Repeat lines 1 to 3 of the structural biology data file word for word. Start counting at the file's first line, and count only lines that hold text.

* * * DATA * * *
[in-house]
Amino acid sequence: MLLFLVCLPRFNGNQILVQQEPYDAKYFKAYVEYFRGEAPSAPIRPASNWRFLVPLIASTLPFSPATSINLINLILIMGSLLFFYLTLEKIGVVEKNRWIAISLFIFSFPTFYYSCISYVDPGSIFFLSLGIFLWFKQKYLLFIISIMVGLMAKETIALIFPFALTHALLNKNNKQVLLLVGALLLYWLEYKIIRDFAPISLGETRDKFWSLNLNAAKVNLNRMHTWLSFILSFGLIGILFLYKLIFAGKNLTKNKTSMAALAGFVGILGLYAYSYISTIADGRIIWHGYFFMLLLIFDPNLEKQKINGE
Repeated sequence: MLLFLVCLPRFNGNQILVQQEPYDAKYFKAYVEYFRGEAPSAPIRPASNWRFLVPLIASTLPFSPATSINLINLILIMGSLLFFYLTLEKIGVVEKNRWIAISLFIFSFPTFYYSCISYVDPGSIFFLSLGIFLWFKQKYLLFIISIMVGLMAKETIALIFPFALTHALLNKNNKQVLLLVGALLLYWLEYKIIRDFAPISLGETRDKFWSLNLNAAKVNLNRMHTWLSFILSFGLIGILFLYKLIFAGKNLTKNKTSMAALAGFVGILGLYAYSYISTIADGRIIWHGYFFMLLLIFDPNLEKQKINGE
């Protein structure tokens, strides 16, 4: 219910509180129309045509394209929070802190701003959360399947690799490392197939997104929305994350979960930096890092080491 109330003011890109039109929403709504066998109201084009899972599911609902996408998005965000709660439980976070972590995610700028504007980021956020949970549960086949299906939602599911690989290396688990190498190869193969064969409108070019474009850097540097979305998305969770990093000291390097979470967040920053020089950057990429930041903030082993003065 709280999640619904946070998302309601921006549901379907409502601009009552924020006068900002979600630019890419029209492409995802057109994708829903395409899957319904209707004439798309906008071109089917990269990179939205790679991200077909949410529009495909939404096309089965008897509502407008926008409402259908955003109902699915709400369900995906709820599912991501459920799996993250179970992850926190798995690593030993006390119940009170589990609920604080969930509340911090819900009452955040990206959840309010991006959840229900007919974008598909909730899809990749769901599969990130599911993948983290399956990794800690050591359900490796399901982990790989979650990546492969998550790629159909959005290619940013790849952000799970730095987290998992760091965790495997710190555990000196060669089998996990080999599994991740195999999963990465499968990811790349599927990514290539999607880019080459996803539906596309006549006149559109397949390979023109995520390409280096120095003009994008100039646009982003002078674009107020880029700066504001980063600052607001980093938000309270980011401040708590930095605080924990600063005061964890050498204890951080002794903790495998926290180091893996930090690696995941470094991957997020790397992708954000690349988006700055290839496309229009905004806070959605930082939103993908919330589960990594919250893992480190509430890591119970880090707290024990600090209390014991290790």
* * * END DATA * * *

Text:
[in-house]
Amino acid sequence: MLLFLVCLPRFNGNQILVQQEPYDAKYFKAYVEYFRGEAPSAPIRPASNWRFLVPLIASTLPFSPATSINLINLILIMGSLLFFYLTLEKIGVVEKNRWIAISLFIFSFPTFYYSCISYVDPGSIFFLSLGIFLWFKQKYLLFIISIMVGLMAKETIALIFPFALTHALLNKNNKQVLLLVGALLLYWLEYKIIRDFAPISLGETRDKFWSLNLNAAKVNLNRMHTWLSFILSFGLIGILFLYKLIFAGKNLTKNKTSMAALAGFVGILGLYAYSYISTIADGRIIWHGYFFMLLLIFDPNLEKQKINGE
Repeated sequence: MLLFLVCLPRFNGNQILVQQEPYDAKYFKAYVEYFRGEAPSAPIRPASNWRFLVPLIASTLPFSPATSINLINLILIMGSLLFFYLTLEKIGVVEKNRWIAISLFIFSFPTFYYSCISYVDPGSIFFLSLGIFLWFKQKYLLFIISIMVGLMAKETIALIFPFALTHALLNKNNKQVLLLVGALLLYWLEYKIIRDFAPISLGETRDKFWSLNLNAAKVNLNRMHTWLSFILSFGLIGILFLYKLIFAGKNLTKNKTSMAALAGFVGILGLYAYSYISTIADGRIIWHGYFFMLLLIFDPNLEKQKINGE